In our archive we hold a short note, in Britten’s frail hand, sent to Snape Maltings on the first performance of his final opera Death in Venice on 16th June 1973.
Britten sends his love to the company and wishes that he were able to be with them. He was unable to attend due to ill health. This was the first time Britten had not been present at the premiere of one of his operas - no doubt a terrible blow to him.
Britten’s health had been progressively deteriorating during the composition of Death in Venice however he was determined to finish writing the opera before seeking the hospital treatment he needed. After completing the orchestral score in March 1973 he visited a cardiologist and following investigations was admitted to the National Heart Hospital in London for an operation on 7 May.
Rehearsals for the first production began without him and with Steuart Bedford conducting. Britten had conducted just six of the premieres of his eleven operas before Death in Venice so handing over the baton was not unusual for him. He knew that the opera would be in good hands – Bedford had been an integral member of the English Opera Group since 1967 and was also well prepared.
In an interview for The Times, Bedford explained that he and Britten had ‘been right through the score and talked a great deal about it, and what he has in mind. He usually changes many things when he sees it all unfolding before him. This time Colin Graham, who is producing, and I have had to make the decisions ourselves. It may be something of a strange experience for Britten when he does see it, probably the first time he has had nothing to do with the preparation of one of his stage works.’
Britten returned home from hospital on 1st June and began his long convalescence. He was not well enough to attend rehearsals but was kept informed on progress at Snape Maltings. On the night of the opera’s premiere Britten was at his country cottage in Horham on the Norfolk border (with his housekeeper Nellie Hudson and a nurse) where he was staying to avoid the bustle and stress of the Aldeburgh Festival. This was the first time he had missed a Festival. A second performance was given on Pears’s birthday, 22nd June, and broadcast live from the Maltings however Britten found himself unable to listen to it. He saw his new opera for the first time on 12th September when a special performance was arranged for him at Snape Maltings.
Britten was making a very slow recovery and finding writing as well as playing the piano very difficult. Rita Thomson, the senior sister whom Britten had befriended at the Heart Hospital, visited the Red House during Easter 1974 and with her help and care he was able to attend the recording sessions of the opera at Snape Maltings and talk through each take with Bedford and the singers.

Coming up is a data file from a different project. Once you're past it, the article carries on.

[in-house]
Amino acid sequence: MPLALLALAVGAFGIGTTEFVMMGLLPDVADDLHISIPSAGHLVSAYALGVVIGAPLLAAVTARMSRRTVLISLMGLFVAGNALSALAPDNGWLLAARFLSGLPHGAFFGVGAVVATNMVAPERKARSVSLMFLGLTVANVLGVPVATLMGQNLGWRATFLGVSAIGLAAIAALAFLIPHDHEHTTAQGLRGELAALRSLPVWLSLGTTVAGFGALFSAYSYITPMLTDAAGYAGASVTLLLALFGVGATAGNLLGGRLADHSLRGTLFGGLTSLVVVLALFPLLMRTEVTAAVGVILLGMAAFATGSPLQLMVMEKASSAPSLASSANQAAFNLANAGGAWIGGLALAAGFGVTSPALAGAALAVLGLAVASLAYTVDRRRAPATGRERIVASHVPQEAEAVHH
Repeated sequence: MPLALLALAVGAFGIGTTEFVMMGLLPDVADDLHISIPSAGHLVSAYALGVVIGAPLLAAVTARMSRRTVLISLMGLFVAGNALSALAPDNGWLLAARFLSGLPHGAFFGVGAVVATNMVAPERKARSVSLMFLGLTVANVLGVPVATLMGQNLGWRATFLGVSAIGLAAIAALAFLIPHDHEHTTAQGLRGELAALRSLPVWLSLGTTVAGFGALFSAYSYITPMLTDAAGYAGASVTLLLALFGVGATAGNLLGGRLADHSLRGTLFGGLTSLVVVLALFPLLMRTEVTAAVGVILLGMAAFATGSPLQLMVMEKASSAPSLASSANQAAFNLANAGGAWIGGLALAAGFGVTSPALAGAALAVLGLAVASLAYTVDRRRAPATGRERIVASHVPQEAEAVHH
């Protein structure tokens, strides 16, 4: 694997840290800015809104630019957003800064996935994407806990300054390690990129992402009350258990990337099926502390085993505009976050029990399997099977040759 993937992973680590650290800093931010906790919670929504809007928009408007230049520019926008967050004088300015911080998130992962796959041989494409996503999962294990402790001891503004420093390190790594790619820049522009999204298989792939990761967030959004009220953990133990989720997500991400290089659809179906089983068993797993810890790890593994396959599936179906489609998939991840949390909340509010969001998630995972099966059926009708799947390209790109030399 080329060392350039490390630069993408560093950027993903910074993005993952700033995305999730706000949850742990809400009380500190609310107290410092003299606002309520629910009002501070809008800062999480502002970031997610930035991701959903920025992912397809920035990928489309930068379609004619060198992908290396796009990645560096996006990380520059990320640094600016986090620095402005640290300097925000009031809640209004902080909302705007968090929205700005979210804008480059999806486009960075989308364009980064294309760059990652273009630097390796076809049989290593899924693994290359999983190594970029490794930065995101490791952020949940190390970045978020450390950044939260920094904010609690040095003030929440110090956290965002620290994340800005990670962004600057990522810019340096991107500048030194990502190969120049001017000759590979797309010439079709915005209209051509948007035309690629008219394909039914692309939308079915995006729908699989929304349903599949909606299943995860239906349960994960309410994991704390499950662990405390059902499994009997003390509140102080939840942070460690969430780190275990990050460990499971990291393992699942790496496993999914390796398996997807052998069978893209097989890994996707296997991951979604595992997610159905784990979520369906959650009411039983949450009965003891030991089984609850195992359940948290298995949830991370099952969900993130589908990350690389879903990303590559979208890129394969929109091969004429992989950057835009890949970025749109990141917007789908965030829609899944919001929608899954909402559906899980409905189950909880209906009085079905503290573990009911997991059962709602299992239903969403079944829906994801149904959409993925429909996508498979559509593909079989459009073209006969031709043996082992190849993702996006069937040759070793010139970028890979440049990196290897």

Thomson soon moved to the Red House to provide the full-time care Britten needed and so was with him, in autumn 1974, when Pears was in New York for nearly three months for a season of Death in Venice at the Metropolitan Opera House. This was Pears’s debut at the Met as well as that of colleagues Bedford, Graham, John Shirley-Quirk, Frederick Ashton and designers John Piper and Charles Knode as the original production was moved to America. Britten was too frail to travel to New York – he went instead with Thomson to stay with their close friend Peg Hesse at her home Wolfsgarten in Germany.
At a celebratory reception held after the American premiere on 18th October the attendees signed a book as a gift to the absent composer. Pears amusingly signed the volume ‘Peter Pears otherwise known as Gustav von Aschenbach’. Britten was frustrated and upset, not only for missing the occasion, but also as he came to accept that he would never make a full recovery. He wrote to his sister Beth of his feelings on the day before the American premiere - ‘very jealous of them all in New York for D in V. It is one of the hardest things to take.’
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The opera was a great success in New York. Britten had some time ago decided to avoid reading newspaper reviews. Indeed, Pears later wrote in reply to a critic apparently barred from Aldeburgh Festival events that 'Britten had a great distrust and shyness of critics in general'. Britten therefore relied on reports of rehearsals and performances in New York in letters from Pears and friends. And when Pears rang him to tell of the success of the first night, he reported that Britten ‘was only concerned to know how they had liked me – dear Ben!’
With Thomson’s dedicated care and friendship, Britten was able, despite his continuing poor health, to resume composing as well as to take a limited part in the Aldeburgh Festival and some trips abroad. Photographs from this time typically show Britten linking arms with Thomson for support or her sitting attentively close at hand.
The audience felt Britten’s absence once again when the Amadeus Quartet premiered his String Quartet No. 3 at Snape Maltings on 19th December 1976, just 15 days after his death. The composer had been able to hear the work when the Quartet visited the Red House at the end of September to prepare the piece with him. Cellist Martin Lovett described the first performance as a ‘voice from the grave’ – its success due in no small part to the guidance received from Britten three months earlier. Today Britten’s presence endures in his music and in our work at Snape Maltings and The Red House.
Judith Ratcliffe, Archivist
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